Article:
Recruiters gotta write.
It’s the truth. Whether we’re comfortable writing or not, today’s business climate requires it. From emails to prospects to job ads, hiring manager’s requirements to career site copy; writing copy and compelling copy at that, is something that we all have to learn.
Fortunately, what consumers are used to seeing is rapidly changing, so that storytelling is becoming more necessary than perfectly graphed sentences. The new rules? Find your consistent voice, tell an honest story and draw the reader in. Here are some great copywriting tips that build on the natural tendencies of the recruiter and create dynamite stories about jobs and organizations.
What’s the ask?
I talk about the “ask” all the time. Want to know why? Because in good copywriting, marketing, recruiting, sales, internal communications…ALL THE THINGS, the ASK is the crux of what we’re doing! We’re asking people to buy, to sell, to move, to try, to apply, to call, to demo, to email, to say YES. So, if you drill down your writing to one thing…what is it? That’s the ask. Make sure the headline and the ask (or Call to Action ‘CTA’) are obvious on the page.
…you should test centering and bolding your headline at the top of your page.
Use peer pressure
In junior high we’re supposed to ignore peer pressure, but in marketing and recruiting, we can’t afford to do that anymore. Not in this increasingly social world. So use testimonials, whether they are awards your company has won, a smiling face of one of your interns or the powerful words of your longest and best employees, use the testimonials that are right there at your fingertips. It may take some time to build up a library of things you can use, but once you have it, it makes your job…and the ASK a lot easier.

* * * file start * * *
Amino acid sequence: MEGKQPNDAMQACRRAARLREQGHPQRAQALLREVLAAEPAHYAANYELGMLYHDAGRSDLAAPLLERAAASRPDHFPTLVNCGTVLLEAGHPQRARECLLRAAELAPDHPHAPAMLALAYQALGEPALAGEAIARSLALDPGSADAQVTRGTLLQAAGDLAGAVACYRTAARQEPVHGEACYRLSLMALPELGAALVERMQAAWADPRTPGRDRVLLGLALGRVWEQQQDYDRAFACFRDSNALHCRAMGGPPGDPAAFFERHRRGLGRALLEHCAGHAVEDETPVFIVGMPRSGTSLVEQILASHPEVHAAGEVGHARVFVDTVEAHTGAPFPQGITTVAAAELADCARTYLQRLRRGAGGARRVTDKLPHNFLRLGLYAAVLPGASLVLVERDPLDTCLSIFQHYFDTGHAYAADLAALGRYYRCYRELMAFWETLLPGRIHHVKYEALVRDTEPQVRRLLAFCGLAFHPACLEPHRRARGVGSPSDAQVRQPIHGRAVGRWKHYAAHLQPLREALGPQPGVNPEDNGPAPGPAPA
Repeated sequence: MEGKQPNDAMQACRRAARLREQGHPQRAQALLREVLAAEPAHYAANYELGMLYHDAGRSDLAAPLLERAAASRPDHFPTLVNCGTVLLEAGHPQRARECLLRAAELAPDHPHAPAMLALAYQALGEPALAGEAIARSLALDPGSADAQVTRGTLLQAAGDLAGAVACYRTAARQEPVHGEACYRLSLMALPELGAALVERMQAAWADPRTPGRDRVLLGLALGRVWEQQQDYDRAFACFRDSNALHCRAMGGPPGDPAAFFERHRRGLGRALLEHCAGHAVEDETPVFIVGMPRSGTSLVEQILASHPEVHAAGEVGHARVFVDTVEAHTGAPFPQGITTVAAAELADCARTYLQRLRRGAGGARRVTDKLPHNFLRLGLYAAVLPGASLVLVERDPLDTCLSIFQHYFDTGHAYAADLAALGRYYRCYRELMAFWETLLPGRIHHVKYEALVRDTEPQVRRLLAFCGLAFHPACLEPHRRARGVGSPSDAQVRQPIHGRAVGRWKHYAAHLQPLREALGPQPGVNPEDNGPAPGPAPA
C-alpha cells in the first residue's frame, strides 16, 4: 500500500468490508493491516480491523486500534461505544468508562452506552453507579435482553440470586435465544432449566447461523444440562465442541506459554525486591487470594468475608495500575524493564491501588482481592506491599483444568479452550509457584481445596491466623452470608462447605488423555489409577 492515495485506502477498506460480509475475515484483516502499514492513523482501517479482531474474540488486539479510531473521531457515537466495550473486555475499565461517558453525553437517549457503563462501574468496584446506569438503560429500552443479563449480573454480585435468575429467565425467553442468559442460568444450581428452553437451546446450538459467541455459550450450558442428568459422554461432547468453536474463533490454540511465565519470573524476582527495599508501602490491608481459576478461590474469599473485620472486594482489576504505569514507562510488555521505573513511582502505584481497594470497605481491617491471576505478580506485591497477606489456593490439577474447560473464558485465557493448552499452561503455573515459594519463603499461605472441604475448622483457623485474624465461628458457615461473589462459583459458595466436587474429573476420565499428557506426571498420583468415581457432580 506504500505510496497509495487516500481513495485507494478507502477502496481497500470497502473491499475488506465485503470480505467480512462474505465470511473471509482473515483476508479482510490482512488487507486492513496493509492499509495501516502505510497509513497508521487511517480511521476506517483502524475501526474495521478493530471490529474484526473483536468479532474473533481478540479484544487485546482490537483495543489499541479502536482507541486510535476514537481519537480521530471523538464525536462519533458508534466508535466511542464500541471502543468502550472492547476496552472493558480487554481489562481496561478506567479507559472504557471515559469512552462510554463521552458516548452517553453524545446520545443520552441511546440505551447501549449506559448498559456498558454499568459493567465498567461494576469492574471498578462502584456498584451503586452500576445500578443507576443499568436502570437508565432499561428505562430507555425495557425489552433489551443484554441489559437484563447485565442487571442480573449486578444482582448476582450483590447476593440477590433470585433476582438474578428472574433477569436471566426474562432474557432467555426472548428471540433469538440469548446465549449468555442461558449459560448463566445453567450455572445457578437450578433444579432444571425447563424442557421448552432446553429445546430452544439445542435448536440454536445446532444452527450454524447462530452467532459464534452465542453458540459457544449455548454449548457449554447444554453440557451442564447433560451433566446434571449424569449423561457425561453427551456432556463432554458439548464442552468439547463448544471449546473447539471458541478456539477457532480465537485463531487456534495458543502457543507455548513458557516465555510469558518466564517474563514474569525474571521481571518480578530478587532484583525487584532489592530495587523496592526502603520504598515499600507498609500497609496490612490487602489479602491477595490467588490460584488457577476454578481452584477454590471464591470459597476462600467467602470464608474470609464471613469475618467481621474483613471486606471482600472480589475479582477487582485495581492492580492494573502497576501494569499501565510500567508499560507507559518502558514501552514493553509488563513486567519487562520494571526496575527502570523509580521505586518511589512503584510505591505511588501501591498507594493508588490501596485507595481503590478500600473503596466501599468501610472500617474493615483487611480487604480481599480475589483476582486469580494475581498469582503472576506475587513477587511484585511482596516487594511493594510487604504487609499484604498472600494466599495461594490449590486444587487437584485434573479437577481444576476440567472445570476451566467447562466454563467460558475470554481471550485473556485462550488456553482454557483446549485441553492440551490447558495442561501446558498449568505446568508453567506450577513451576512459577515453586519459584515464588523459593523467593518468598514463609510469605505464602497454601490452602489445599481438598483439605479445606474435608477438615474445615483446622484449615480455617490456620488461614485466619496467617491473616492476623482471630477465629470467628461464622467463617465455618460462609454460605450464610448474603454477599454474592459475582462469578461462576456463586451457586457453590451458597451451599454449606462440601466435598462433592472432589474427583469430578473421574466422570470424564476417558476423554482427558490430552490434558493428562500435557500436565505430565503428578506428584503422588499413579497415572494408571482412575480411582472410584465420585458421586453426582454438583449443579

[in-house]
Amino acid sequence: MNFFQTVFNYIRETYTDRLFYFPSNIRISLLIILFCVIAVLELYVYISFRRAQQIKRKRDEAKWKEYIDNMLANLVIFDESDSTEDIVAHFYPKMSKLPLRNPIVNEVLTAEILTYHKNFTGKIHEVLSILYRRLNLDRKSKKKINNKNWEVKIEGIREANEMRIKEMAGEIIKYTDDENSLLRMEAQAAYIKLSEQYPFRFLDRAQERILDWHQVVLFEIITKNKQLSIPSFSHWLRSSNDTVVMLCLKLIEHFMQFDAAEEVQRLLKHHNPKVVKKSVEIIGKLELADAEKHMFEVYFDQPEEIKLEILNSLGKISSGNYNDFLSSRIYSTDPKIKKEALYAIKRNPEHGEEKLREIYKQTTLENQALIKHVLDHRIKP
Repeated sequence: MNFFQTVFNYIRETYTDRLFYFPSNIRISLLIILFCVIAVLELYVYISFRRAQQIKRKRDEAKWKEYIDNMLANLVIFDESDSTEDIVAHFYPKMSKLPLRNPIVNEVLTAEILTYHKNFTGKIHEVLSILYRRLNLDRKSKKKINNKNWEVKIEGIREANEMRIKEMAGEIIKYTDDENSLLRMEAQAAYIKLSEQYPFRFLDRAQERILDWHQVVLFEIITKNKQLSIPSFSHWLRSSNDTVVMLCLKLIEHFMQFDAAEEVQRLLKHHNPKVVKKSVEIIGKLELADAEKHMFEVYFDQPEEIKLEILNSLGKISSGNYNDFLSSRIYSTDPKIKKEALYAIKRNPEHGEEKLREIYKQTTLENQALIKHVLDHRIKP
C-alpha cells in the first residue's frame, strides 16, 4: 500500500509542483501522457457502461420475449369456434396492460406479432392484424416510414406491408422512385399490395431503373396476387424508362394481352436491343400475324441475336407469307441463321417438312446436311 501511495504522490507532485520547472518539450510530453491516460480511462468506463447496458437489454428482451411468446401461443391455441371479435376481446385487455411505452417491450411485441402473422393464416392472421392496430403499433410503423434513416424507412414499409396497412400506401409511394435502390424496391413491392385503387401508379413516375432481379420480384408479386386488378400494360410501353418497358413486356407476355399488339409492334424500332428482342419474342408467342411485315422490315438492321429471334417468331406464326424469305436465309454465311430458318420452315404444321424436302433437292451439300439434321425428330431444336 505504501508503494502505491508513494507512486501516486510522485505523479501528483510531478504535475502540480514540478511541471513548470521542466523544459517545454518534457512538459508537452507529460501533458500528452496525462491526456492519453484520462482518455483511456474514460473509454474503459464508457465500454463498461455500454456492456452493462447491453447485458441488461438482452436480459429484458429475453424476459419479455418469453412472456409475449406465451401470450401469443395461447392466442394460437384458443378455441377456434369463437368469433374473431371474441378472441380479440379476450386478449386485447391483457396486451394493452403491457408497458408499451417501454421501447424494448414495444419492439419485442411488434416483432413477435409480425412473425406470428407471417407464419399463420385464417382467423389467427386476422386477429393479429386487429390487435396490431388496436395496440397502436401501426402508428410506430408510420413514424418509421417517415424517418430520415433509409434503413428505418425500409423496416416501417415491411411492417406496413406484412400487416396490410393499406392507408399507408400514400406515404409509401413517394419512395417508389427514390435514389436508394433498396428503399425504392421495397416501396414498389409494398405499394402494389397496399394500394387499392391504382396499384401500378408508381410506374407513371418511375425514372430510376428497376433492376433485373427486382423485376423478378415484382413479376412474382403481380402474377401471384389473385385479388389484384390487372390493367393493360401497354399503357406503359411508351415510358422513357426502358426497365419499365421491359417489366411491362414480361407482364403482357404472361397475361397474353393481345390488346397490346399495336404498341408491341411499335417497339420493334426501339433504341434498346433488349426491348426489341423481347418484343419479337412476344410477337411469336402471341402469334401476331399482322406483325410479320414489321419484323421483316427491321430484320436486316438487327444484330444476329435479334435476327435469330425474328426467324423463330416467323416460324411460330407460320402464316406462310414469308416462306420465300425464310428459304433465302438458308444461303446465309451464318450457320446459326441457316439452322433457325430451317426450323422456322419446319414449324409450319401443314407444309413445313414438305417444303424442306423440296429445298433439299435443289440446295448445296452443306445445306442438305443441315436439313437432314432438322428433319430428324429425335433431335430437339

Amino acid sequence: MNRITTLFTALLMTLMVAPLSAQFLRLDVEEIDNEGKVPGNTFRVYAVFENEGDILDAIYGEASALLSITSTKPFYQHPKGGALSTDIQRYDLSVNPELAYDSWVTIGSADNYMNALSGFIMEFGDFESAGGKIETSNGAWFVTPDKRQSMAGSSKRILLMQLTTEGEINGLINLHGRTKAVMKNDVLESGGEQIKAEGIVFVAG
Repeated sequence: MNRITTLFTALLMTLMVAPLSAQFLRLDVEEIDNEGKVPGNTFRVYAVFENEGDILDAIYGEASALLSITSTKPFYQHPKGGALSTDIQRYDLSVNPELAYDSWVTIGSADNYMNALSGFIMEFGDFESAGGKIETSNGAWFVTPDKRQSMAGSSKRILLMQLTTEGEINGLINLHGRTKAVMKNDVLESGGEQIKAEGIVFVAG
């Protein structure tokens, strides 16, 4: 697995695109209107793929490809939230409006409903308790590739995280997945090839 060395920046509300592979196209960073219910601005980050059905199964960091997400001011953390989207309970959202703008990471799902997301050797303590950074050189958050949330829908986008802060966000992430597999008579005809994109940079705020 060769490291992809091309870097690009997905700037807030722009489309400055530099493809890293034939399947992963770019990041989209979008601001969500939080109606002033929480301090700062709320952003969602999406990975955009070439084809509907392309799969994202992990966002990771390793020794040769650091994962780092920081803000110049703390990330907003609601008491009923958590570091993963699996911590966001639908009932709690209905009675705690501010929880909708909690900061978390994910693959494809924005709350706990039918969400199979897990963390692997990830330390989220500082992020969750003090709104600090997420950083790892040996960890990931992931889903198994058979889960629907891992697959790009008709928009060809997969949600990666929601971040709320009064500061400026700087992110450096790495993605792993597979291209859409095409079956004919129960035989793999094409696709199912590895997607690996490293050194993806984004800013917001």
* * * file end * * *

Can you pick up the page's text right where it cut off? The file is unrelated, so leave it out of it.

Chances are most of the team names, job titles and jargon that exist within your company walls are at best only familiar to those in your industry, more likely still that they are only relevant to those within the company walls. So stop using them. If you are the only manufacturing company in the Kansas area that calls people Pro Sales Engineers, then quit it. You’re shooting yourself in the foot with language that few are searching for and even fewer can identify. While job boards and search engines have come a long way in classifying many of these terms, you will endear yourself to your reader by using terminology they understand, whether they are familiar with your company or not. You can even do this in email writing.
Add a short but descriptive subject line. Before hitting “Send,” check your subject line. If it’s generic or blank, your message will get lost in your recipient’s overstuffed inbox. Are you asking someone to take action? Highlight that in the subject line. Make your request easy to find — and fulfill.
This is easier said than done when it comes to B2B. Harder still when you are selling a “job”. But think about it from this point of view. People spend a third of their lives working, often times more. That’s an experience. You are selling an experience. Just like Universities sell their experience, or planned living communities sell theirs and luxury car companies build an entire life around owning their car or SUV. There is absolutely no reason that your writing and marketing should not appeal to those same basic emotions.
So many websites assume that a visitor will get the obvious value that the owner knows he provides. Value is communicated through offers, however, and those offers must be communicated quickly and explicitly. Consider your own surfing habits for a second, and ask yourself – why would my target audience be any different?